North Dakota’s Bakken Shale set back-to-back records for oil and natural gas production in August, the most recent month for which there are complete statistics, state regulators said Friday.

“There is a lot of good news for North Dakota in the latest numbers, and weather was near perfect in August with no heavy winds or rain,” said state Department of Mineral Resources Director Lynn Helms.

Monthly oil production in August topped 40 million bbl (1.29 million b/d), a 22,000 b/d increase month/month, compared to 39.3 million bbl (1.26 million b/d) in July. Natural gas production for August rose in tandem with oil at about 1.8%, reaching 75.5 Bcf (2.43 Bcf/d), compared to 74.2 Bcf (2.39 Bcf/d) in July.

While reaching a new high of 15,103 producing wells in August, the state topped the 40 million bbl and 75 Bcf thresholds for the first time, said Helms, who noted that the Bakken rig count on Friday reached 67 and operators are expecting that number to hit 70 by the end of the year.

The best of North Dakota’s latest “good news,” according to Helms, is the fact that there are now 45 crews conducting hydraulic fracturing (fracking). “Rig counts historically are used as indicators of production, but the number of frack crews is an even better indicator.”

Among all the record-setting statistics, he said August numbers on gas flaring remained depressed, particularly on Fort Berthold reservation lands. The statewide gas capture rate was 82% (limited to the Bakken, 83%), while Fort Berthold was 73%.

Driving the Native American reservation’s lower number is the fact that it accounted for two-thirds of the oil production increase in August (17,000 b/d of the 22,000 b/d overall increase).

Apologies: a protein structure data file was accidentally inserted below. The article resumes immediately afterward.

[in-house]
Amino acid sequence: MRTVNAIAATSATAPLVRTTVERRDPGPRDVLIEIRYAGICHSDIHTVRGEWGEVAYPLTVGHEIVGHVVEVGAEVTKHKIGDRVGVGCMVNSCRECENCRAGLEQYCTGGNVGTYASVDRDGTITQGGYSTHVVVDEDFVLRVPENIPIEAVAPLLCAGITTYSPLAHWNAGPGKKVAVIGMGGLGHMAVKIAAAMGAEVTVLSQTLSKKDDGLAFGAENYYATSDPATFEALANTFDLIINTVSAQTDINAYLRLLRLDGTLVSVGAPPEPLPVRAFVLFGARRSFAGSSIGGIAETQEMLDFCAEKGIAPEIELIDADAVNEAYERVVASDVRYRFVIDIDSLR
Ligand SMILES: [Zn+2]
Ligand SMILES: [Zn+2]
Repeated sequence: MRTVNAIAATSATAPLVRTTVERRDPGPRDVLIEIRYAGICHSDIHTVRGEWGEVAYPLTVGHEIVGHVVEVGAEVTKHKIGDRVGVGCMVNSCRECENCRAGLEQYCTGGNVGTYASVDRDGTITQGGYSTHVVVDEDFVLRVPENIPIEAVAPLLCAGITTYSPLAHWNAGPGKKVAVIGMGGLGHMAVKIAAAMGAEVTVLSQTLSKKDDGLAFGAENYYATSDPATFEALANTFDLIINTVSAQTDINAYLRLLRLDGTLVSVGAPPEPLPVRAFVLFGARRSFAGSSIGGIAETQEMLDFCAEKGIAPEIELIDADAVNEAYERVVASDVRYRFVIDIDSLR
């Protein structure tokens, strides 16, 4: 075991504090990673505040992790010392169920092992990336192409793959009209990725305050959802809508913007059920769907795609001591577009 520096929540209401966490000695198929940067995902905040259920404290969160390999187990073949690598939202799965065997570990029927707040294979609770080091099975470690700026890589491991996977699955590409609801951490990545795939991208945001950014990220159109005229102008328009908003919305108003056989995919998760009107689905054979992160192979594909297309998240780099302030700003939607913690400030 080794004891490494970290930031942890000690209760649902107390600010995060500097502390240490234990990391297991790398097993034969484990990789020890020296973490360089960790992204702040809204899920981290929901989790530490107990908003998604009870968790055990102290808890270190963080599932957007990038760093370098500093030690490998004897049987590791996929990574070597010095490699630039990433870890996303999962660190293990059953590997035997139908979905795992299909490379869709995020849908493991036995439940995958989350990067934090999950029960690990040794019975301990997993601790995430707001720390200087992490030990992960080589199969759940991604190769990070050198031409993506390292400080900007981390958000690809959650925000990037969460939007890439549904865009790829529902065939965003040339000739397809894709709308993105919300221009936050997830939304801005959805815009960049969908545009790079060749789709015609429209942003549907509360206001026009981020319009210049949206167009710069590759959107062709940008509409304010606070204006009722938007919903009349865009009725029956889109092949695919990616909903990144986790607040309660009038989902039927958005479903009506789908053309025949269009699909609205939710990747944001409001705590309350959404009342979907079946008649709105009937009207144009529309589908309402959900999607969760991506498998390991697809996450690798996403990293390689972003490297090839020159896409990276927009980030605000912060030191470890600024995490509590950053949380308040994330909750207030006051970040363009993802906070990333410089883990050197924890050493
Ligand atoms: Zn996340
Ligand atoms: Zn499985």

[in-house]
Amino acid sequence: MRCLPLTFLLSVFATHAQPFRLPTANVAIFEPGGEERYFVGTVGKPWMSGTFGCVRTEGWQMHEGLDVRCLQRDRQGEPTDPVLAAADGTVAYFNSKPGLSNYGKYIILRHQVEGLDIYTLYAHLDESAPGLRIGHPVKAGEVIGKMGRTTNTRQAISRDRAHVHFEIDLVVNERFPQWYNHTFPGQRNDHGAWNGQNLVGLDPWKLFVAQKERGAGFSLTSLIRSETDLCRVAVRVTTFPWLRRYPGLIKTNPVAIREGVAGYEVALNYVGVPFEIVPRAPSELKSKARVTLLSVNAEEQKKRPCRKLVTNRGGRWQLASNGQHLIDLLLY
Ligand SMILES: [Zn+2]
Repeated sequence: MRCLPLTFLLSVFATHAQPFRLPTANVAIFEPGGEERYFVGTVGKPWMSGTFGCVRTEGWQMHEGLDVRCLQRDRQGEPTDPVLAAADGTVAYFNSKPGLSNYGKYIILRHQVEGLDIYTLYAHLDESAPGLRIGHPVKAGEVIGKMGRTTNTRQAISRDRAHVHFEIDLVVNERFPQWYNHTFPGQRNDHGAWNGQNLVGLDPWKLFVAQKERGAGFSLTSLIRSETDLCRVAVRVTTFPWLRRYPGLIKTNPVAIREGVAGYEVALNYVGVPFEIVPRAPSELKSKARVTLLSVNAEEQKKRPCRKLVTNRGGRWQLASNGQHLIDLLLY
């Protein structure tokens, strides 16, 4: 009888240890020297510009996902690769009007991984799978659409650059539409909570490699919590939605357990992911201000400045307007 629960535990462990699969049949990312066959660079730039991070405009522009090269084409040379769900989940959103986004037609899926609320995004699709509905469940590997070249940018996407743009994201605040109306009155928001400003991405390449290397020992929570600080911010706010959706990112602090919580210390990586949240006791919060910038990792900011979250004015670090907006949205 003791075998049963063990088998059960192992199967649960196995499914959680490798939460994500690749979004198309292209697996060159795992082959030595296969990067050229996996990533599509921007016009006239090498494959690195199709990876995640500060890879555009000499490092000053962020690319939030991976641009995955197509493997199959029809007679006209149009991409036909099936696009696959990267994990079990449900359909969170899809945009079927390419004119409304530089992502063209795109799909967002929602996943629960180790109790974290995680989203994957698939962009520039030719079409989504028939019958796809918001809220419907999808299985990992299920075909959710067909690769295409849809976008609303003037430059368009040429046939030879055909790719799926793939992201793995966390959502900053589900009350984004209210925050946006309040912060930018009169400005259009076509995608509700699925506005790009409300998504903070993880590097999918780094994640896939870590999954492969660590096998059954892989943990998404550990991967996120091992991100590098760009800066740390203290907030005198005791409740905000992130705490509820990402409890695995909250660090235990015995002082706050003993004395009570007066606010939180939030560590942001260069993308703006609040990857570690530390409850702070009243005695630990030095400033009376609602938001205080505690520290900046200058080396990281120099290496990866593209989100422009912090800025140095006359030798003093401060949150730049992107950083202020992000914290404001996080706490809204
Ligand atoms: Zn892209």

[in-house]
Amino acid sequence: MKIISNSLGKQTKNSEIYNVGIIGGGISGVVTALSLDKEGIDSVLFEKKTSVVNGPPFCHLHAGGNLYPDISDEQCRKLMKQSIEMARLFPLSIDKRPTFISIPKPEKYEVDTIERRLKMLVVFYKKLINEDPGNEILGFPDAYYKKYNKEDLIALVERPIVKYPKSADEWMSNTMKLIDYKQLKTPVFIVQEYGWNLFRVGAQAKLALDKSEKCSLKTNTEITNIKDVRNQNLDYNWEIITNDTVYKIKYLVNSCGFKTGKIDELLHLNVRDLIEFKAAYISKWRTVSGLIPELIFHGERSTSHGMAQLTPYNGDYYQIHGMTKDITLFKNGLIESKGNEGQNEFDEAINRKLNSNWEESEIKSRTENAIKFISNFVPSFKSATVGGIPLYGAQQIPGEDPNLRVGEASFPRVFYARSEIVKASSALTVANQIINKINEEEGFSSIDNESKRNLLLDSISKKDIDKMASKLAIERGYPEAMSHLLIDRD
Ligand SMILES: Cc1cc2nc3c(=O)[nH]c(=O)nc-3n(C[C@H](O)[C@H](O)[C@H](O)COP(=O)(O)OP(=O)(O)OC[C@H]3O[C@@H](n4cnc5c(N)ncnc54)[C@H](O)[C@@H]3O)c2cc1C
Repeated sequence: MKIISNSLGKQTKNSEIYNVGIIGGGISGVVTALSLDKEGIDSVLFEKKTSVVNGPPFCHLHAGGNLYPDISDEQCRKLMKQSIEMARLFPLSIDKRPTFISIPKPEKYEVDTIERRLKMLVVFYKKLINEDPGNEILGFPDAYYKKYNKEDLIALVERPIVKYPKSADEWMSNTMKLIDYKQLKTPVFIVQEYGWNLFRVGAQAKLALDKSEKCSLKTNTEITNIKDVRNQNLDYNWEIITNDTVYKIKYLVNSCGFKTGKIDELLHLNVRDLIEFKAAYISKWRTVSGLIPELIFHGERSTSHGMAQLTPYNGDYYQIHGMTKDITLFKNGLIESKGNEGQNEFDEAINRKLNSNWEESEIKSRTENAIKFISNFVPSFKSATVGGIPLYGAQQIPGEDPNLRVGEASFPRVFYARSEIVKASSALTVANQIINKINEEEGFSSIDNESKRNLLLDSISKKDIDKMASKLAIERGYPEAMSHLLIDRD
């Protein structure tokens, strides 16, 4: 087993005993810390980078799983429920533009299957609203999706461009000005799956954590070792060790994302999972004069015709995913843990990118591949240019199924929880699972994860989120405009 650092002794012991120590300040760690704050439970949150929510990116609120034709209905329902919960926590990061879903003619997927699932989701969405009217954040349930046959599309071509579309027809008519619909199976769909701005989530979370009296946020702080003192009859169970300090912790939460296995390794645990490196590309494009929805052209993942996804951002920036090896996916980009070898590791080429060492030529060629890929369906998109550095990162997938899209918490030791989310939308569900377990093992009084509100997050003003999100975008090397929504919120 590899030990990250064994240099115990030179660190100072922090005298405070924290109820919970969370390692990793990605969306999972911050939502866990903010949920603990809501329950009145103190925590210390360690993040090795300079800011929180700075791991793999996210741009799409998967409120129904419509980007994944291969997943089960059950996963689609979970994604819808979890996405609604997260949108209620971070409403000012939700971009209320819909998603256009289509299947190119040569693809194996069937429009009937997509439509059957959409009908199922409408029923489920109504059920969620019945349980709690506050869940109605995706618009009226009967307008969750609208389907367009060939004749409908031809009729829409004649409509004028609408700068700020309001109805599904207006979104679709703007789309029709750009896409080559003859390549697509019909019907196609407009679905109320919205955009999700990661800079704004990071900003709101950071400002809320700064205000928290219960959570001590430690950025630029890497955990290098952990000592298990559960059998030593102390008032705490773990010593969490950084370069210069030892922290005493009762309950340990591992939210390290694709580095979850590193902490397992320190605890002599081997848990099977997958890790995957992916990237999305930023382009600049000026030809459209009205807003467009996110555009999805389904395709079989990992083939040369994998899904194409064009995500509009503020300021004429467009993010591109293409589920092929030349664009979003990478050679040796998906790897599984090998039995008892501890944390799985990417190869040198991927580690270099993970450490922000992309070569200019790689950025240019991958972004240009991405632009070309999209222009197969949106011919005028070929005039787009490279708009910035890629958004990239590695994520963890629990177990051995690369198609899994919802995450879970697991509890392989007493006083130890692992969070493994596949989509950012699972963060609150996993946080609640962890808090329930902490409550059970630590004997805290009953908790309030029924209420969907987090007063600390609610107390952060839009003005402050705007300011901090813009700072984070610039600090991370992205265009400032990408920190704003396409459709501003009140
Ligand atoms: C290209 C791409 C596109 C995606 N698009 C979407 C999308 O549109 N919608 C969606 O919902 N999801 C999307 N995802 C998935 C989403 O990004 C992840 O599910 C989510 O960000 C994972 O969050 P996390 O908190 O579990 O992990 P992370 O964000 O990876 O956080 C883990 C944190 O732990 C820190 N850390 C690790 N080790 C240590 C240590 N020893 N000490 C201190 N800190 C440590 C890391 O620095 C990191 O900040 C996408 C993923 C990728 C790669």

“Flaring is going to be an issue continuously for the next couple of years,” said Helms, noting that the state Industrial Commission will take up the issue at its meeting later this month (Oct. 25) in anticipation of the November goal of 88% not being achieved this year.

Helms said the U.S. Bureau of Land Management (BLM) flaring and venting rules issued last month giving states and tribes control should help Fort Berthold. “It is a great revision to the rule, and I think it is going to be very helpful.”

Another piece of “good news” is the opening of a 200 MMcf/d addition to the Oasis Petroleum Corp. midstream unit’s Wild Basin plant. It will be the only significant addition to processing capacity in the Bakken until 2Q2019. “So we go into winter as we stand today, and that is going to create a real tug-of-war among gas capture, drilling rig counts and well completions.” Helms said North Dakota’s gas capture requirements set four years ago were what drove the investment by Oasis, motivating the exploration and production company to get into the midstream business.